Editorial: Journalism help may be on the way

Editorial: Journalism help may be on the way

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Imagine the hope in newsrooms across the nation to know that a bill introduced in the U.S. House of Representatives and Senate may resuscitate the news business on local levels.

New outlets, especially print media, have been suffering for decades. In the late 1990s, computers became a staple in homes and gathering information became easier than ever for readers. The introduction of smartphones, social media and apps helped hasten the downward slope of print. The pandemic was the final nail in the coffin of many magazines and newspapers across this nation as they saw advertising dollars diminish due to many businesses shutting down. Even if temporarily, they felt there was no reason to place an ad.

Sponsored by U.S. Reps. Ann Kirkpatrick (D-AZ) and Dan Newhouse (R-WA), the Local Journalism Sustainability Act, if passed, will help local newspapers as well as digital platforms and local radio and television stations on multiple levels, as subscribers, advertisers and news outlets will be able to take advantage of tax credits for five years.

Americans who subscribe to a local nonprofit news publisher will be eligible for a five-year credit of up to $250 annually. That credit means covering 80% of subscription costs in the first year and 50% in the following four years. That credit can even be used when making a donation to a local nonprofit news publishing company.

Businesses will have more financial flexibility to spend on advertising with local newspapers, television, radio stations and digital-only platforms as well as nonprofit news organizations with a five-year credit of up to $5,000 in the first year and up to $2,500 in the next four years.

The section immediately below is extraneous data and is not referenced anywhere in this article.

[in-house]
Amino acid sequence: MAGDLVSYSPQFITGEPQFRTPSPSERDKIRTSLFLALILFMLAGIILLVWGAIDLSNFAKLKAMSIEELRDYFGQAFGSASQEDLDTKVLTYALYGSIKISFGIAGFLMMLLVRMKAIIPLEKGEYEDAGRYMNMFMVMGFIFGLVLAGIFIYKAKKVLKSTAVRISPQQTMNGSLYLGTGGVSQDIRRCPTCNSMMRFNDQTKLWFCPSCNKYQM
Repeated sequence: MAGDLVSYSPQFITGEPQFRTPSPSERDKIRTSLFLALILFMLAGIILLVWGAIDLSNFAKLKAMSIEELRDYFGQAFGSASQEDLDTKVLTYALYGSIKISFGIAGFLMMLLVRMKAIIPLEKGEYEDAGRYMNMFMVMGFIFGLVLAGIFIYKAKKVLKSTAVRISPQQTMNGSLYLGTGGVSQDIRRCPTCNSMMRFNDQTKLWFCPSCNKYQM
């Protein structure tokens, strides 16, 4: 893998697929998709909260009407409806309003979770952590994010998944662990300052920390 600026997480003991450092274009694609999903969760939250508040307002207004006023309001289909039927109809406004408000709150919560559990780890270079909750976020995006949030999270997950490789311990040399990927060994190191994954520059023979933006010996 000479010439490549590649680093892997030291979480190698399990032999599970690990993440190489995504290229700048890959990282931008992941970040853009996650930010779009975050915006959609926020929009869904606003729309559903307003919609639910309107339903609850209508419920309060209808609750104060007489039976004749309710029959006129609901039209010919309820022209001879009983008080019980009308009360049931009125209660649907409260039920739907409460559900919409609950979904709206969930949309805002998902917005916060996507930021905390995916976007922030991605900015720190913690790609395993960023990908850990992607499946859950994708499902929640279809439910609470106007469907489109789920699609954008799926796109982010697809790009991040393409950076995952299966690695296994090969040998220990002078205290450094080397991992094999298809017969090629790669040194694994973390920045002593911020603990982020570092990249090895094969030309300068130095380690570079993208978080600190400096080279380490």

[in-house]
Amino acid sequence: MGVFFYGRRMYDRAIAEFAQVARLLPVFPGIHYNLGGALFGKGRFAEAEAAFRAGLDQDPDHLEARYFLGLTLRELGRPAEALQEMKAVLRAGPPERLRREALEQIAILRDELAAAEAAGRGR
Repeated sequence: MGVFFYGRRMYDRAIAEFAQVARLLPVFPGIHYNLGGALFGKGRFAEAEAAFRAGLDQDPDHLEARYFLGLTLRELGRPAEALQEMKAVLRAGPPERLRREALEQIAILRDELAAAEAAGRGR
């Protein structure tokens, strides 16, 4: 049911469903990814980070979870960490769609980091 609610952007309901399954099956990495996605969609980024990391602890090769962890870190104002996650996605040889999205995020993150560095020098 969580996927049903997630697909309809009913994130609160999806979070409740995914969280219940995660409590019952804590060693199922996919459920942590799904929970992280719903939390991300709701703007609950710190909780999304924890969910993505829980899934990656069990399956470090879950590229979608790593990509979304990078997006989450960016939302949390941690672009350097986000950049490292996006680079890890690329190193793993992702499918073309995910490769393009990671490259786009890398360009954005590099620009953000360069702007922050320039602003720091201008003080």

Local news outlets will be able to retain and hire more journalists as their five-year credit will be up to $25,000 per journalist in year one and $15,000 in the following four years. This can cover 50% of compensation up to a $50,000 salary in the first year and 30% of the salary up to $50,000 in the last four years.

The federal government providing tax credits helps news outlets and, at the same time, keeps its distance by not being closely aligned to any media platform. This allows journalists to continue providing unbiased reporting.    

For local publishers and journalists, whose job it is to keep readers up to date on what’s going on in their town and share their neighbors’ achievements, the task has become difficult as the number of newsroom employees has shrunk to a small percentage of what it once was and resources are stretched thin. At times the financial constraints prevent reporters to be everywhere they need to be to ask important questions.

So, it’s no surprise that many newspaper journalists support the Local Journalism Sustainability Act as the bipartisan bill can be the answer in helping to keep jobs.

One problem with tax credits is that they only go to businesses that show profits, because credits come off the top of the taxes they pay. Small businesses can have no profits or razor-thin ones at this time.

With that being said, we applaud our local congressmen Tom Suozzi (D-NY3) and Lee Zeldin (R-NY1) who are co-sponsors of the bill. And, we urge our readers who believe in local journalism to contact their federal representatives and ask them to support this act.